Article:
October 27, 2020
Vancouver, BC — Genome British Columbia (Genome BC) is thrilled to congratulate two BC-led teams for their projects designed to harness the power and potential of bio-innovation to create healthier, more sustainable and prosperous communities.
The two projects, jointly valued at over $10 million, bring together the best of Canadian applied science and commercialization. The first project, CLEan plAnt extractioN SEquencing Diagnostics (CLEANSED) for Clean Grapevines in Canada, is being led by Sudarsana Poojari (Brock University) and Xuekui Zhang (University of Victoria). Their end-user counterparts are Mike Rott (Canadian Food Inspection Agency) and Bill Schenck (Canadian Grape Certification Network). The team is working to develop a rapid, cost effective genomic solution to replace the over 30 molecular and biological tests currently performed on grapevines to look for disease. This one genomic test will speed up the release of virus-free grapevine material from about three years to one year or less, providing rapid access to valuable new varieties. The Canadian Grapevine Certification Network will use this genomic test for monitoring domestically bred vines, ensuring grape growers have faster and more affordable access to clean vines to improve the health of their vineyards.
The second project, Fast-Track Breeding of Powdery Mildew-Resistant Cannabis, is being led by Loren Rieseberg and Marco Todesco (University of British Columbia) with industry partner Greg Baute (Aurora Cannabis). This work will address a need to identify the desirable breeding traits, including resistance to powdery mildew infection, that current cannabis cultivars don’t have. Genomic resources will be created that will allow the project team to characterize sources of genetic resistance to powdery mildew and begin to introduce them into Aurora’s cannabis breeding program.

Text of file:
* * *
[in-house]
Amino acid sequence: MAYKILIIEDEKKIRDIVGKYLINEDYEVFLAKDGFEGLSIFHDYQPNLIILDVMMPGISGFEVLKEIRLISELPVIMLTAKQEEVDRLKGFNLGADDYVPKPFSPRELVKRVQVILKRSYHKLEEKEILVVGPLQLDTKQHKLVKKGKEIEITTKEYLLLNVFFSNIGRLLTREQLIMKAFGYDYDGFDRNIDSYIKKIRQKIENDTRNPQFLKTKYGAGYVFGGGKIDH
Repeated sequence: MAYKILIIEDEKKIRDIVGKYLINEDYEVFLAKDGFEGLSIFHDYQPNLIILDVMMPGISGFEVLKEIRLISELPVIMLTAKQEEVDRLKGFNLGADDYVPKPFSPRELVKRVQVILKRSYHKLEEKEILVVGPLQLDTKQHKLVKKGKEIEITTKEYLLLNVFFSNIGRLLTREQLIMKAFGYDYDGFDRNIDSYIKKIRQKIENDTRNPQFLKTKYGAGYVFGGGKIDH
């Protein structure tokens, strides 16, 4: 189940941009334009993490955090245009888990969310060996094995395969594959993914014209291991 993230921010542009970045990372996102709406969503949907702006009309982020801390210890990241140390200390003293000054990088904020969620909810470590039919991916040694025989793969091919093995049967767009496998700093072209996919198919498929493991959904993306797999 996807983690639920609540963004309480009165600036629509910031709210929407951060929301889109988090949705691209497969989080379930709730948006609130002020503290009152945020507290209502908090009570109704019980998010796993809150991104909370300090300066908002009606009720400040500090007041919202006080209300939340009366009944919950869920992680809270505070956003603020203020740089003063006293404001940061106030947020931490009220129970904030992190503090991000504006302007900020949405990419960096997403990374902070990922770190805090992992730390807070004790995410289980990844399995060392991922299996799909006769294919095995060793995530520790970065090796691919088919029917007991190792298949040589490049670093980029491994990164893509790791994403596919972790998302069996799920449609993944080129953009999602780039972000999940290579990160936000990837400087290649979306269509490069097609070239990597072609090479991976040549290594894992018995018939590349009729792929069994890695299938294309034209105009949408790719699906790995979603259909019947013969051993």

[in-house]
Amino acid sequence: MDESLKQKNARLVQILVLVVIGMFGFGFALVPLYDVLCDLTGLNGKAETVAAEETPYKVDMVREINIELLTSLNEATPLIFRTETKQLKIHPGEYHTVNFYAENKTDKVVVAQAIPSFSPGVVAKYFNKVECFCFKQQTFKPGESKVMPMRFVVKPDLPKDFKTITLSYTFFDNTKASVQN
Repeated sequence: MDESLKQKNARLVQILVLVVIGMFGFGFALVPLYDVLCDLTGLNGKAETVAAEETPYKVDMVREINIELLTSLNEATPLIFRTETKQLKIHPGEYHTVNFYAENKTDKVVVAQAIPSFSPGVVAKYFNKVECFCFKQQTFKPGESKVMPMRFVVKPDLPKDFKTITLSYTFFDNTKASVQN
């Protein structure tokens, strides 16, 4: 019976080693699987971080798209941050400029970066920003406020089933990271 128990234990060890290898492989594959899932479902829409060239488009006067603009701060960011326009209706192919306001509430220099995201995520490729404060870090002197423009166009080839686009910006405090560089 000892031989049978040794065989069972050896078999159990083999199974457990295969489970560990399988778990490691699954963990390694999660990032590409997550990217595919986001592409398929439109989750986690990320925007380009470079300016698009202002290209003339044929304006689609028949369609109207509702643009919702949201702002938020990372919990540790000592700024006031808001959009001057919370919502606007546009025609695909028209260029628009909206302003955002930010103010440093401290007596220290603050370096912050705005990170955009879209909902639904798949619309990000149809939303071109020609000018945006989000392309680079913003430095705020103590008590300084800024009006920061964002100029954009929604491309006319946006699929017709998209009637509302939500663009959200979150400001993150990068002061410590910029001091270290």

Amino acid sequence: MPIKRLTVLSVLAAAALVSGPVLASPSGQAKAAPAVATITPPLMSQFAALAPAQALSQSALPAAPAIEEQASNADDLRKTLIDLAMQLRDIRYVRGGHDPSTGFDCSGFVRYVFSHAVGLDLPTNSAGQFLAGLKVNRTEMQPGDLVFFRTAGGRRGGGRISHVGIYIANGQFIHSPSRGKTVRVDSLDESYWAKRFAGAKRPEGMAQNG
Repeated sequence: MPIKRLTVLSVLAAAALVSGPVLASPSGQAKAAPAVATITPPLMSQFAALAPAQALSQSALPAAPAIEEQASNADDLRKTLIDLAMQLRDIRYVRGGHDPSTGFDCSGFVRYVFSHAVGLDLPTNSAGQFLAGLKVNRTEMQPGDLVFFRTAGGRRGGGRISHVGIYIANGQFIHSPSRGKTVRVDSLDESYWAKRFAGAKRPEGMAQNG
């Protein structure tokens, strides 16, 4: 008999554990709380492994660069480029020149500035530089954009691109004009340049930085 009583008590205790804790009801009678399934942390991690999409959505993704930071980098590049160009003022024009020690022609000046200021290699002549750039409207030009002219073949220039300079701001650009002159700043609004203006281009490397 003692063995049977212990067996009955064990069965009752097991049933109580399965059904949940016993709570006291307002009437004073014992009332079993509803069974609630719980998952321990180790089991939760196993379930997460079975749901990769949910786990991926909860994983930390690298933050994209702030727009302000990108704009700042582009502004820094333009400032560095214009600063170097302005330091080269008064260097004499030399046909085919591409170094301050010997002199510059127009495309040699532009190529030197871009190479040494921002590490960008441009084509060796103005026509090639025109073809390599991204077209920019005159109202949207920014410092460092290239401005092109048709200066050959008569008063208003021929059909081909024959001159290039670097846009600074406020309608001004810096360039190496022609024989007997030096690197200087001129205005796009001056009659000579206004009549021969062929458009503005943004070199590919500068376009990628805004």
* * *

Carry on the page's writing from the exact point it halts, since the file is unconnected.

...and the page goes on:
“It is an honour to invest in this work and we congratulate all of the successful teams,” said Dr. Pascal Spothelfer, President and CEO, Genome BC. “We are realizing the power of genomic science in both of these BC-led projects; for the grapevine industry there is a huge unmet need for rapid disease testing and in the cannabis industry we are supporting the important science behind this growing industry.”
Grapevine disease management has been identified by the grape grower and wine industries as a top priority for long‐term sector sustainability. Estimated losses of over $23 million are currently incurred annually by Canadian grape growers due to reduced yield of infected grapes and increased fruit rejection by wineries. To replace the currently infected acreage and meet ongoing renewal of vineyards the Canadian industry needs access to 6.7 million domestically produced, virus free vines/year. The grapevine project work will be implemented at the Canadian Food Inspection Agency (CFIA) Sidney Centre for Plant Health (CPH). The proposed methodology will reduce the cost of analysis, and time required, for industry priority varieties imported into Canada, as well as the testing of certified foreign sources destined for commercial planting.
Improved cannabis cultivars will result in reduced losses to pathogen contamination and increase product quality. The breeding pipeline itself will also be used in the future to identify other important production and high-value traits, and to create new cannabis cultivars with superior agronomic performance.
These projects were part of an announcement made yesterday by William Amos, Parliamentary Secretary (Science) on behalf of the Minister of Innovation, Science and Industry Navdeep Bains. They announced $16 million in federal support to 10 new genomics research projects funded through Genome Canada. Provincial governments, businesses and research partners are also investing nearly $41 million in co-funding, for a total investment of $56.4 million in the areas of health, agriculture and the environment.
Jennifer Boon, Communications Manager (Sectors)